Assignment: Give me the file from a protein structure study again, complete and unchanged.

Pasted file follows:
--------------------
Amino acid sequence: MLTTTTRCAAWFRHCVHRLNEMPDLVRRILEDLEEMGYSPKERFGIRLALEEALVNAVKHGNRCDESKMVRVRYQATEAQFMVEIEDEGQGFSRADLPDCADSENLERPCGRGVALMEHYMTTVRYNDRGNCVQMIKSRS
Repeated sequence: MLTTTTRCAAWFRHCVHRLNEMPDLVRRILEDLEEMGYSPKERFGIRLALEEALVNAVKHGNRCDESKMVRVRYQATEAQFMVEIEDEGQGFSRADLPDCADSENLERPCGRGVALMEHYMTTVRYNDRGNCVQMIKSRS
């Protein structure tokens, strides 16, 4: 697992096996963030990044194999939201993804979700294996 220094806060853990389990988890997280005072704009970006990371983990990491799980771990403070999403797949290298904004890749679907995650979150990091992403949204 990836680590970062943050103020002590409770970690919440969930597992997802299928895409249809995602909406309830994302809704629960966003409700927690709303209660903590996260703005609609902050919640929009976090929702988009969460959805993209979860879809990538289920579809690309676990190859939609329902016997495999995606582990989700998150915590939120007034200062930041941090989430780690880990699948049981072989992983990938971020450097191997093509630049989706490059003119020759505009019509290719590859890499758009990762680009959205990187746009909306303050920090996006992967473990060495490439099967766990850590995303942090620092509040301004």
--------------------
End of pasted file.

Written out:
Amino acid sequence: MLTTTTRCAAWFRHCVHRLNEMPDLVRRILEDLEEMGYSPKERFGIRLALEEALVNAVKHGNRCDESKMVRVRYQATEAQFMVEIEDEGQGFSRADLPDCADSENLERPCGRGVALMEHYMTTVRYNDRGNCVQMIKSRS
Repeated sequence: MLTTTTRCAAWFRHCVHRLNEMPDLVRRILEDLEEMGYSPKERFGIRLALEEALVNAVKHGNRCDESKMVRVRYQATEAQFMVEIEDEGQGFSRADLPDCADSENLERPCGRGVALMEHYMTTVRYNDRGNCVQMIKSRS
């Protein structure tokens, strides 16, 4: 697992096996963030990044194999939201993804979700294996 220094806060853990389990988890997280005072704009970006990371983990990491799980771990403070999403797949290298904004890749679907995650979150990091992403949204 990836680590970062943050103020002590409770970690919440969930597992997802299928895409249809995602909406309830994302809704629960966003409700927690709303209660903590996260703005609609902050919640929009976090929702988009969460959805993209979860879809990538289920579809690309676990190859939609329902016997495999995606582990989700998150915590939120007034200062930041941090989430780690880990699948049981072989992983990938971020450097191997093509630049989706490059003119020759505009019509290719590859890499758009990762680009959205990187746009909306303050920090996006992967473990060495490439099967766990850590995303942090620092509040301004």